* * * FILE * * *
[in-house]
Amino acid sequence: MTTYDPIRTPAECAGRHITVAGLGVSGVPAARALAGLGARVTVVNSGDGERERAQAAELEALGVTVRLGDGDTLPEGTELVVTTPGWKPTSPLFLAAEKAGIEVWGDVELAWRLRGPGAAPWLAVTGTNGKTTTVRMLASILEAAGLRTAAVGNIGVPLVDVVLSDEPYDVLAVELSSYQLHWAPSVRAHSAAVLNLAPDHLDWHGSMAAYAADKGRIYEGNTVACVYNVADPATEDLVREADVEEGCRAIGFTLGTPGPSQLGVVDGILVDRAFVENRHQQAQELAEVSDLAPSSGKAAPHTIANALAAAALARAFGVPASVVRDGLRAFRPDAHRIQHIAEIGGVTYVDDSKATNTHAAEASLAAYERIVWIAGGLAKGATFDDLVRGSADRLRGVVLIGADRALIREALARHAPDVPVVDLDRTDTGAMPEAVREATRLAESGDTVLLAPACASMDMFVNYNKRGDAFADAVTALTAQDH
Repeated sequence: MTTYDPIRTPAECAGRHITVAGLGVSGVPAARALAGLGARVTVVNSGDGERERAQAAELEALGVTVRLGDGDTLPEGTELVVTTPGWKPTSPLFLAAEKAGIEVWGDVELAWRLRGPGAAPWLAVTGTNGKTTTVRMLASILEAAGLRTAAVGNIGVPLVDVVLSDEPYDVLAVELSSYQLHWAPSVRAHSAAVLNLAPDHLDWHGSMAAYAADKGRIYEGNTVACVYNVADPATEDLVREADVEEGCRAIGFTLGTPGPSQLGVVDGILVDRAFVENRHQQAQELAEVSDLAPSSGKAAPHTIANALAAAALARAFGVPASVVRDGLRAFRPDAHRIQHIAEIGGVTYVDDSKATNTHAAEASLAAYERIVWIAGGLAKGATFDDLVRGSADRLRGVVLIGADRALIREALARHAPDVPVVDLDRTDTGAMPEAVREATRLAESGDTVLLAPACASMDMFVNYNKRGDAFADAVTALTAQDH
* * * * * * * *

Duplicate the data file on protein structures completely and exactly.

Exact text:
[in-house]
Amino acid sequence: MTTYDPIRTPAECAGRHITVAGLGVSGVPAARALAGLGARVTVVNSGDGERERAQAAELEALGVTVRLGDGDTLPEGTELVVTTPGWKPTSPLFLAAEKAGIEVWGDVELAWRLRGPGAAPWLAVTGTNGKTTTVRMLASILEAAGLRTAAVGNIGVPLVDVVLSDEPYDVLAVELSSYQLHWAPSVRAHSAAVLNLAPDHLDWHGSMAAYAADKGRIYEGNTVACVYNVADPATEDLVREADVEEGCRAIGFTLGTPGPSQLGVVDGILVDRAFVENRHQQAQELAEVSDLAPSSGKAAPHTIANALAAAALARAFGVPASVVRDGLRAFRPDAHRIQHIAEIGGVTYVDDSKATNTHAAEASLAAYERIVWIAGGLAKGATFDDLVRGSADRLRGVVLIGADRALIREALARHAPDVPVVDLDRTDTGAMPEAVREATRLAESGDTVLLAPACASMDMFVNYNKRGDAFADAVTALTAQDH
Repeated sequence: MTTYDPIRTPAECAGRHITVAGLGVSGVPAARALAGLGARVTVVNSGDGERERAQAAELEALGVTVRLGDGDTLPEGTELVVTTPGWKPTSPLFLAAEKAGIEVWGDVELAWRLRGPGAAPWLAVTGTNGKTTTVRMLASILEAAGLRTAAVGNIGVPLVDVVLSDEPYDVLAVELSSYQLHWAPSVRAHSAAVLNLAPDHLDWHGSMAAYAADKGRIYEGNTVACVYNVADPATEDLVREADVEEGCRAIGFTLGTPGPSQLGVVDGILVDRAFVENRHQQAQELAEVSDLAPSSGKAAPHTIANALAAAALARAFGVPASVVRDGLRAFRPDAHRIQHIAEIGGVTYVDDSKATNTHAAEASLAAYERIVWIAGGLAKGATFDDLVRGSADRLRGVVLIGADRALIREALARHAPDVPVVDLDRTDTGAMPEAVREATRLAESGDTVLLAPACASMDMFVNYNKRGDAFADAVTALTAQDH